- Rugby looks to repeat as national champions with playoffs approaching
- Volleyball remains humble through newfound success
- Dean of School of Education dies at 51
- A second home in Hamden
- Men’s ice hockey takes 3-2 win over UMass despite power-play woes
- No. 3/3 Quinnipiac women’s hockey loses 4-1 to No. 6/7 Boston College
- Women’s ice hockey prepares for weekend against No. 6 Boston College
- Men’s ice hockey dominates UConn 5-2
- Bobcats hold off Siena to maintain the top spot in the MAAC
- A perfect pair
Time to take a break
With a whole week of no classes and Thanksgiving celebration, Quinnipiac students and professors share their plans for Thanksgiving break.
Many students such as junior marketing major Jeff Poplaski plan on relaxing and enjoying the Thanksgiving holiday.
“I basically plan on sitting on my butt,” Poplaski said. “I kind of have some work to do over break but I’m going into the city for a Thanksgiving Eve party.”
“I’m just going home to sleep,” said junior Josh Danzig, a junior broadcast journalism major. As the head manager of WQAQ, the student-run Quinnipiac radio station, Danzig has a busy schedule. “I’ve been so busy with school and radio; I’ve been counting down the days till break.”
Other students already have long awaited plans for the week.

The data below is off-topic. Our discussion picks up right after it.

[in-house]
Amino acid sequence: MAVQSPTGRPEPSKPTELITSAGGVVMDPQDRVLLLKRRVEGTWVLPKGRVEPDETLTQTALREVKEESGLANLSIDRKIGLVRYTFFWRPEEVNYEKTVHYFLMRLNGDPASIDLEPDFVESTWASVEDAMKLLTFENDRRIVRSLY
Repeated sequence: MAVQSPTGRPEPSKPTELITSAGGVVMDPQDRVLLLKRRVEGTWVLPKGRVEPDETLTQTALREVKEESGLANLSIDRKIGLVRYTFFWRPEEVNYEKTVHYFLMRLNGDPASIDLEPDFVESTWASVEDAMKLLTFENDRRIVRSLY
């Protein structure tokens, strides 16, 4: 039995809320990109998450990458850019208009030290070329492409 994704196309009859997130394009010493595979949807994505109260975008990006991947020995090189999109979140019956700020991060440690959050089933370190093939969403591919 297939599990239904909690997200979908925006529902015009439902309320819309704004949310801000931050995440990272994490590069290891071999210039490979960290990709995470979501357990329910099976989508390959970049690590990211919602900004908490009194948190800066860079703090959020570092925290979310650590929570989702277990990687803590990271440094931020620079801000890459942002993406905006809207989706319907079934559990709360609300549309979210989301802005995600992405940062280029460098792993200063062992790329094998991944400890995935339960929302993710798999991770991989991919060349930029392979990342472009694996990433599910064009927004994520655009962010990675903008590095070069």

“I have my goddaughter’s christening,” freshman journalism major Lisa Odierno said. “I’m seeing The Cat in the Hat with my sister, and I’m eating lots of turkey and mashed potatoes.”
Aside from hanging around the house or studying, some students plan on using the break to get away.
“I’m going to Florence, Italy to see my boyfriend who is studying abroad this semester,” junior psychology major Katharine Wells said. “I usually just stay home and spend Thanksgiving break with my friends and family but I’m definitely excited.”
Professors also plan to travel during break to see family and friends.
“I will be traveling to Tortola in the British Virgin Islands, where I will be relaxing on the beach,” Sean Duffy, associate professor of political science, said.
Once on the warm island, Duffy said, “I will bring some pleasure reading, build sand castles with my friends and their daughter, and begin to read up on India.”
Timothy Dansdill, assistant professor of English, is also going on vacation this break.
“I will travel to the coast of North Carolina and celebrate Thanksgiving, my brother-in-law’s birthday, and my own birthday with my spouse’s entire clan,” Dansdill said.
“I will run on the beach with my daughters, nieces and nephews. We shall collect shells and play Frisbee,” Dansdill said. “I will do some body surfing if the ocean temperature is above 60 degrees, and will emerge refreshed, despite the worried and startled looks on the faces of my family.”
Even while away from Quinnipiac, professors and students are planning on doing some work. While on break students will tackle their mounds of work.
“I plan on getting a little work done so I’m not taken back by finals and such,” Danzig said.